“One of our parents is actually Japanese and is doing a six-week course in Japanese for us. She usually wears full costume,” Mr King said.

“The children are allowed to choose which course they would like to do via a form where they stipulate their top four courses. Then they have to justify why these courses would be beneficial to them personally. This links in with planning for the future when they may go to college or university and helps to teach ownership. It also proves they want to learn.”

At the end of Yr 6 they will have attended 24 modules and gained 24 certificates which will show all the skills they have covered. Each course is built around five key skills and this links in with the Monmouthshire Children’s University to which Trellech is affiliated.

Year 7 children are doing a blog with Monmouth Comprehensive. Pupils who were in the school last year are communicating with Year 6 at Trellech as part of the transition for when children change schools.

“They have been writing and blogging to each other and children here have been able to see what life is like in the comp,” said Mr King.

The blog is attached to the website which also uses Twitter. “We are quite an ITbased school and recently I had to do a presentation at a teachers’ conference. It was lovely that I was billed as a ‘keynote speaker’,” Mr King laughed.

“The object of the blog is to create an online journal which demonstrates to children what life is like in the comprehensive.”

Outside the school is a junior den-building area.

“We literally put bits of wood around randomly and wooden posts stuck into the ground, then give the children tarpaulin sheets and plastic crates and tell them: ‘You can make dens if you want’,” Mr King said.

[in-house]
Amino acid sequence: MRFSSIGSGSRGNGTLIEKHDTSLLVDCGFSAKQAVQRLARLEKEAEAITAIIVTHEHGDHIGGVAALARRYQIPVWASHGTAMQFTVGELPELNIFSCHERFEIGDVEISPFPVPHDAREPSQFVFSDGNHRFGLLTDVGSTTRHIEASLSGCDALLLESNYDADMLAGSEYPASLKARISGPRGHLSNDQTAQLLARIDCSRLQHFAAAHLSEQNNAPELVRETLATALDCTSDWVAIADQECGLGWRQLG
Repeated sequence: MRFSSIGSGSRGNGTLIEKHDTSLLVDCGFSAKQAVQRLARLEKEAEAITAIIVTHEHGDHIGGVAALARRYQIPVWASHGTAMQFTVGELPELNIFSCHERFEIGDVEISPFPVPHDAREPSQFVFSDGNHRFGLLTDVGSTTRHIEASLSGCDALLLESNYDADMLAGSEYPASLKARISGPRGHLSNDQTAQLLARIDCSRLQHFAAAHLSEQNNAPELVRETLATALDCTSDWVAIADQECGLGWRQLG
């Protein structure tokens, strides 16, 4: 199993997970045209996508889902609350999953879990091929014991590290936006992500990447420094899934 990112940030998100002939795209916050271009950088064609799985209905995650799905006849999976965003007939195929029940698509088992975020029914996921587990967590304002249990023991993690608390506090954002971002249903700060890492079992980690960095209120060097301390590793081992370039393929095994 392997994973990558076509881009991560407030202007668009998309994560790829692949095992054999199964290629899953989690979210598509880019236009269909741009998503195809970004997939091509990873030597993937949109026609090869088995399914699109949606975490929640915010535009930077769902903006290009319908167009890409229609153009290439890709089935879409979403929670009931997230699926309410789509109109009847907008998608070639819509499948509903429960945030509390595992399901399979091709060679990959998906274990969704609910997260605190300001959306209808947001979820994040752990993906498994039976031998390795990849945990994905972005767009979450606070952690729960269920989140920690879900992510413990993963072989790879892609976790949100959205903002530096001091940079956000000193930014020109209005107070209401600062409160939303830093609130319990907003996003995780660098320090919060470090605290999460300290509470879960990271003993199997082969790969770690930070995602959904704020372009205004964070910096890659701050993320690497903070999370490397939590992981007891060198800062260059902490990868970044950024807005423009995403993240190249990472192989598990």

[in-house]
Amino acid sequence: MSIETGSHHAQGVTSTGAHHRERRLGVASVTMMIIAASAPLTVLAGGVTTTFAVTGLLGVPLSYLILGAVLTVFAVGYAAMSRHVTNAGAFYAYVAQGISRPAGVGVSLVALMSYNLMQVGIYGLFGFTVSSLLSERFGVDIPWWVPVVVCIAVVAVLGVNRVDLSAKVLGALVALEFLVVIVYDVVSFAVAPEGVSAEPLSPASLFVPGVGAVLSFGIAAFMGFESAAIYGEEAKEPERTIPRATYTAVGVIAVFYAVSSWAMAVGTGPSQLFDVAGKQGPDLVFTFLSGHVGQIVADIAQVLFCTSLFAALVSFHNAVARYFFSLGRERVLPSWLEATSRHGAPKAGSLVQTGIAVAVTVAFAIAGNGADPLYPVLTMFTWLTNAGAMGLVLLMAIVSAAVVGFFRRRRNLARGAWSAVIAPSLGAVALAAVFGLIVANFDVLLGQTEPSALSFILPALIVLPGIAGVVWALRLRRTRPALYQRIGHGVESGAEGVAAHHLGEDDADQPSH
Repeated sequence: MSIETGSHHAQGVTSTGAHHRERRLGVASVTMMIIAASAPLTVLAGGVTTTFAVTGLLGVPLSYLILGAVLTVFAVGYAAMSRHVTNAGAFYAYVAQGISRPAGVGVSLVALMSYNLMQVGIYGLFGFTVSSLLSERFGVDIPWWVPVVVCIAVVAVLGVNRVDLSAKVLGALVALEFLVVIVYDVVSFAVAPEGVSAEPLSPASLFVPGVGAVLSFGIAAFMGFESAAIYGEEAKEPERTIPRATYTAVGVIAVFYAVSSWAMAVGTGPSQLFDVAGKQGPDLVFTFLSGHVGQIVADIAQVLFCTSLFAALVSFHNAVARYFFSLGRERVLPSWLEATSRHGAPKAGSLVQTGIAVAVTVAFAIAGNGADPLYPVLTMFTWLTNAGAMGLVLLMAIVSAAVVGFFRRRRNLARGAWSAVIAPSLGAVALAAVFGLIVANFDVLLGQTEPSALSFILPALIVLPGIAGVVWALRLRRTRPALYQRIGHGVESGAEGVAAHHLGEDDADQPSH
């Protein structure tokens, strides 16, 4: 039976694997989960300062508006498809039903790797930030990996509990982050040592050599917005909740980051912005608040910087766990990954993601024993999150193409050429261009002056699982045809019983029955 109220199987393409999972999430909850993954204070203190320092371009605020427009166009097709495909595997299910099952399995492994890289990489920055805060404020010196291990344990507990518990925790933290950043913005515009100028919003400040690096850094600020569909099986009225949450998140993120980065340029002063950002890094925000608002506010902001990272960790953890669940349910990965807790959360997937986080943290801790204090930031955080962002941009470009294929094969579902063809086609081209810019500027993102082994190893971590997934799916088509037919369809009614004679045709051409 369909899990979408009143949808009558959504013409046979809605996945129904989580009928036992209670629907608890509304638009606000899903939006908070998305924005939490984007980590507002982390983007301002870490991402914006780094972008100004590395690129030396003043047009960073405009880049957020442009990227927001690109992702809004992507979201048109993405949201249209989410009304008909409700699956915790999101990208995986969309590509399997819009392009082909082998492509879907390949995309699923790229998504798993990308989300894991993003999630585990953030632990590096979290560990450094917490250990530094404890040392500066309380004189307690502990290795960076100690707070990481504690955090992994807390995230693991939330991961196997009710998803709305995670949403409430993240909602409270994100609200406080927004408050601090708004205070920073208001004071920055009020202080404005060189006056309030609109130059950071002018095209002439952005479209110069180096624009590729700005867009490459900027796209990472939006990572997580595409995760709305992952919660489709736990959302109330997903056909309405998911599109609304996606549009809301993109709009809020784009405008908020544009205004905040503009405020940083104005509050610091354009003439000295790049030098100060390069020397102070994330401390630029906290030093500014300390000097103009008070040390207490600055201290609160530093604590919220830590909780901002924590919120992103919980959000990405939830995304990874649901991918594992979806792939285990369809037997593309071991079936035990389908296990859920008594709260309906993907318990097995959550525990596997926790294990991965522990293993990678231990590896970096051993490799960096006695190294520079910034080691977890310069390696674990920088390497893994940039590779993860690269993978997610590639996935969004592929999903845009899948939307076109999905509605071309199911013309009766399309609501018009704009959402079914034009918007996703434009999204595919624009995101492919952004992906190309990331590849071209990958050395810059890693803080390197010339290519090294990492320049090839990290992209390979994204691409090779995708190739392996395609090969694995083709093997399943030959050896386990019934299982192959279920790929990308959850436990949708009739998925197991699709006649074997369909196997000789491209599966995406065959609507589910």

“This is done during the break-times and children get the opportunity to work together as a team. Children are chatting, making conversation, designing, playing and changing together. It is helping to develop key skills and they really enjoy the experience.

It is very much an enriching activity.”

There is an infant den building area as well.

“I believe good results need a great staff,” said Mr King.

“Here at Trellech we have a desire, a hunger, to be great and are passionate to move onwards. I also believe that learning should include colour, vibrancy, innovation and not just be black and white.”


  • Trellech Primary is a happy and vibrant school.
  • All learners achieve good standards in their personal, social, spiritual, moral and cultural development.
  • They are very aware of environmental issues, have strong views on moral issues and are developing considerable respect and appreciation for diversity in society.
  • Good relationships between pupils and staff are a strong feature of the working atmosphere of nearly all classes in the school
  • There are outstanding features in the quality and variety of extra-curricular activities and in the school’s promotion of education for sustainable development and global citizenship.
  • Partnerships with parents are excellent, as is the quality of information provided for them and the wider community on the school’s website


  • Head teacher - Mr Steve King
  • Teaching staff - 10
  • Support staff - 8
  • Children on roll - 165
  • Age range - four to 11
  • Chairman of governors - Mr Scott Hale